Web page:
At any rate, Back to the Future is very soft sci-fi, and we can't really expect it to deal with all of the details and philosophy of time travel, so I've always kind of given it a pass. Though that's probably why I'm not as enamored with it as most.


Old 02-10-24, 02:43 PM
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Re: Back to the Future Question-- Marty's memories

I want to know how Jennifer changes into a completely different person, and nobody notices it!!
Old 02-12-24, 12:52 AM
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Re: Back to the Future Question-- Marty's memories

Originally Posted by windom
I want to know if Uncle Joey still went to jail in this timeline.
I say yes. The alternate 1985 timeline in BTTF2 would have still had the more confident George McFly character. And Biff specifically mentioned Joey was in jail.
Old 02-12-24, 12:59 AM
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Re: Back to the Future Question-- Marty's memories

The Marty who grows up with the yuppie Mcflys has a problem with people calling him chicken while the prime Marty we follow doesn't initially. He absorbs that attribute in the night he spends in the yuppyverse (just a term we're throwing around the office) at the end of part 1 before part 2 begins.
Old 02-12-24, 10:08 AM
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Re: Back to the Future Question-- Marty's memories

Originally Posted by windom
It's also highly unlikely that Marty's parents would have had the same exact sex that produced their three kids. What if Marty was now missing a sibling when he came back? Of course, he was trying to prevent himself from never being born, but that still could have happened. Would his family even have lived in the same house? I guess his parents lives didn't change all that much and they had near the same level of success. It seemed to be that George's book was the first one to be published so he must have had another job all that time. It was probably the job that Biff had in the company previously. Also, if Marty's siblings are more successful, why are they still living at home? Marty may have never started hanging out with Doc Brown in the new timeline either.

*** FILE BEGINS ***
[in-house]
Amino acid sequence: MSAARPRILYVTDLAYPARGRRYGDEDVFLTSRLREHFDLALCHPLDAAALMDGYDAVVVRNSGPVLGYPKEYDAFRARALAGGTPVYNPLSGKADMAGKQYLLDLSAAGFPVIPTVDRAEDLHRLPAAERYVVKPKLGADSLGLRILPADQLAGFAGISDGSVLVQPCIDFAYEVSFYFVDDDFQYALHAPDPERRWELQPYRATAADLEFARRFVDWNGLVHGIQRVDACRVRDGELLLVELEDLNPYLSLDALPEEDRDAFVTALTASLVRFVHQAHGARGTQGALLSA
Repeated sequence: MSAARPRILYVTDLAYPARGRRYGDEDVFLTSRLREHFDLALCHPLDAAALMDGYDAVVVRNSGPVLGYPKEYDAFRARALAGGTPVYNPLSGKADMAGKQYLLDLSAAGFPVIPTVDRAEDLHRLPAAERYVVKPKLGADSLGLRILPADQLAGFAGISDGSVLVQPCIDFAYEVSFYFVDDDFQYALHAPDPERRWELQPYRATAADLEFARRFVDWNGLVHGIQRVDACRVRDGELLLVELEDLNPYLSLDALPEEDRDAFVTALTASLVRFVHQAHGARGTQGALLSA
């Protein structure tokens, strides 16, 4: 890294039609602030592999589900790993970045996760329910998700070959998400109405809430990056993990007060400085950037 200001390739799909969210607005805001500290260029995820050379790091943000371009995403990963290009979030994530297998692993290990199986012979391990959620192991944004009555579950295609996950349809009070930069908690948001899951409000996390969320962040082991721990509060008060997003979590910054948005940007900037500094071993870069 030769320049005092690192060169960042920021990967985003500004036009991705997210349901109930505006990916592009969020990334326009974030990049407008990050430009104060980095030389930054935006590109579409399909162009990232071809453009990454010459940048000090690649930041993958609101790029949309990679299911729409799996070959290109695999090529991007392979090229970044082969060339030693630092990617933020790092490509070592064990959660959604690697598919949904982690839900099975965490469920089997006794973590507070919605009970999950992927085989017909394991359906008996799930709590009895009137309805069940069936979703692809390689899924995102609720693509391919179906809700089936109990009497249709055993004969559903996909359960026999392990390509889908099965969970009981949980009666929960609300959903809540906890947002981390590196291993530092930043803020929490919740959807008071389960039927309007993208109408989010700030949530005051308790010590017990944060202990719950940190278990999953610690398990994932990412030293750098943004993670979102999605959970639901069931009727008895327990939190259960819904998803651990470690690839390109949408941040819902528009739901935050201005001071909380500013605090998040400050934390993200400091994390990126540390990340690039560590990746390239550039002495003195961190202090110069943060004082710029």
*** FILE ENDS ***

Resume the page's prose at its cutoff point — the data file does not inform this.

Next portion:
I always took that as the idea that every single "choice" spins off a new timeline. Including timelines that are almost exactly the same as one another except for minor differences. Otherwise any change at all would create a completely new timeline that would never relate to another. Every time you turn left instead of right, it creates an entirely new universe. There have to be some that are almost exactly the same except for a variation or two. So there are timelines where the only difference at all between one and another is the fact that Marty has, like, blonde hair instead of brown.

In the movies, Marty goes back and changes things, which creates a new timeline, but that timeline still hit the same milestones (parents getting married, having kids, etc.) as the "original". And then...






Old 02-12-24, 12:55 PM
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Re: Back to the Future Question-- Marty's memories

Originally Posted by Draven
I always took that as the idea that every single "choice" spins off a new timeline. Including timelines that are almost exactly the same as one another except for minor differences. Otherwise any change at all would create a completely new timeline that would never relate to another. Every time you turn left instead of right, it creates an entirely new universe. There have to be some that are almost exactly the same except for a variation or two. So there are timelines where the only difference at all between one and another is the fact that Marty has, like, blonde hair instead of brown.

In the movies, Marty goes back and changes things, which creates a new timeline, but that timeline still hit the same milestones (parents getting married, having kids, etc.) as the "original". And then...


m the event.
I've always felt even a very minute, minor change in an action will grow exponentionally the further you get from the action. For instance, when I was in my senior year of high school, I was leaving my school parking lot and there was a girl in another car trying to get into my lane so she could leave. I decided to be nice and let her into my lane that day, because I knew if I didn't she would have a long time to wait until there was no one else in my lane or someone else let her in.